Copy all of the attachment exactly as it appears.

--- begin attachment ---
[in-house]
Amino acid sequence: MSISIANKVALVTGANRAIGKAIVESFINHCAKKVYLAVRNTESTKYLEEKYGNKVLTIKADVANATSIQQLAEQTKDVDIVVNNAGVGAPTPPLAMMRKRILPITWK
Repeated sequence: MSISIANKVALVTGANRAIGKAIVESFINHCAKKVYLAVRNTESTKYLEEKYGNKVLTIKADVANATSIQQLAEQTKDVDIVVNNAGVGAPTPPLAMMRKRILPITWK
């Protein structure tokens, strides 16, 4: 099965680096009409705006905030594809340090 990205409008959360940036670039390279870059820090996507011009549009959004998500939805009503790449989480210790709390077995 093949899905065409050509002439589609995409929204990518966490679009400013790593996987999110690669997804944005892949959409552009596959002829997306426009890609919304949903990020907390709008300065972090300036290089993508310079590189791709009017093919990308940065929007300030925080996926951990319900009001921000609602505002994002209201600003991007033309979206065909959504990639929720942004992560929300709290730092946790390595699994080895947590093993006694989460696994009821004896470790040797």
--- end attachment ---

[in-house]
Amino acid sequence: MSISIANKVALVTGANRAIGKAIVESFINHCAKKVYLAVRNTESTKYLEEKYGNKVLTIKADVANATSIQQLAEQTKDVDIVVNNAGVGAPTPPLAMMRKRILPITWK
Repeated sequence: MSISIANKVALVTGANRAIGKAIVESFINHCAKKVYLAVRNTESTKYLEEKYGNKVLTIKADVANATSIQQLAEQTKDVDIVVNNAGVGAPTPPLAMMRKRILPITWK
């Protein structure tokens, strides 16, 4: 099965680096009409705006905030594809340090 990205409008959360940036670039390279870059820090996507011009549009959004998500939805009503790449989480210790709390077995 093949899905065409050509002439589609995409929204990518966490679009400013790593996987999110690669997804944005892949959409552009596959002829997306426009890609919304949903990020907390709008300065972090300036290089993508310079590189791709009017093919990308940065929007300030925080996926951990319900009001921000609602505002994002209201600003991007033309979206065909959504990639929720942004992560929300709290730092946790390595699994080895947590093993006694989460696994009821004896470790040797």